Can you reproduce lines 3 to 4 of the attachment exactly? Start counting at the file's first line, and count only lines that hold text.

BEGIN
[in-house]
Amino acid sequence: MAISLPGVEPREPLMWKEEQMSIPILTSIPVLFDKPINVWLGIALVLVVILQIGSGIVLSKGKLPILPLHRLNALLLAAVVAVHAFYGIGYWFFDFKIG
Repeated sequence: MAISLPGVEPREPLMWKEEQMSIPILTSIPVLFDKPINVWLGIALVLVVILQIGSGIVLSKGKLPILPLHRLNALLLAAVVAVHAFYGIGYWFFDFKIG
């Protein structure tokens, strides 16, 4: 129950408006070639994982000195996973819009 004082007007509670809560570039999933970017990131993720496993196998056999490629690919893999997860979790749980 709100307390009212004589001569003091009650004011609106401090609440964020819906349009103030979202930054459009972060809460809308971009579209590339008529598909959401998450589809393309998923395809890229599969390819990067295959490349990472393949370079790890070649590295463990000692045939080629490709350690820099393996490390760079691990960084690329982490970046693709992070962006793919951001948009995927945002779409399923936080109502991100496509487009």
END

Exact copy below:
Repeated sequence: MAISLPGVEPREPLMWKEEQMSIPILTSIPVLFDKPINVWLGIALVLVVILQIGSGIVLSKGKLPILPLHRLNALLLAAVVAVHAFYGIGYWFFDFKIG
């Protein structure tokens, strides 16, 4: 129950408006070639994982000195996973819009 004082007007509670809560570039999933970017990131993720496993196998056999490629690919893999997860979790749980 709100307390009212004589001569003091009650004011609106401090609440964020819906349009103030979202930054459009972060809460809308971009579209590339008529598909959401998450589809393309998923395809890229599969390819990067295959490349990472393949370079790890070649590295463990000692045939080629490709350690820099393996490390760079691990960084690329982490970046693709992070962006793919951001948009995927945002779409399923936080109502991100496509487009």